Citation. 355 U.S. 220 (1957)
Brief Fact Summary.
Plaintiff sued Defendant to enforce a life insurance policy.
Synopsis of Rule of Law.
Consistent with due process, a state court may render a binding judgment against a nonresident defendant who enters a contract with substantial connection to the state.
Lowell Franklin, a resident of California, purchased an accidental death life insurance policy from International Life Insurance Co. (Defendant). The policy was accepted and certified through mail. After his death, Defendant refused to pay on the ground that Franklin had committed suicide. Lulu McGee (Plaintiff), Franklin’s mother and the beneficiary of his life insurance policy, brought suit in California against Defendant.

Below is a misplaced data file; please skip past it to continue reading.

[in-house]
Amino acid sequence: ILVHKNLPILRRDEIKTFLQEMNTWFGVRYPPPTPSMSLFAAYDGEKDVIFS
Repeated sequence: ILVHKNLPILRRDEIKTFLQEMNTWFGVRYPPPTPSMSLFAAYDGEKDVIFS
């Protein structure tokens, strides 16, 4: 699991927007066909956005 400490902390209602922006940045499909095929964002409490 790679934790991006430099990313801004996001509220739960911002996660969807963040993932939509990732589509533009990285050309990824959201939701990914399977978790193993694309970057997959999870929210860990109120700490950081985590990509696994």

Did the California court violate due process when it entered judgment against Defendant, a nonresident of the state?
No, California did not violate due process by rendering judgment against Defendant.
The Court determined that, under the precedent set by International Shoe v. Washington, the California court did not violate due process by entering a binding judgment against Defendant. The contract between Defendant and Franklin substantially connected Defendant to California because the contract was delivered in California, the insurance premiums were mailed from California, and Franklin was a resident of California when he died. The Court balanced California’s interest in providing a means of redress for its resident, the burden on the Plaintiff otherwise forced to litigate out of state, and the minimal burden on the Defendant in this case who had adequate notice and sufficient time to prepare for the lawsuit.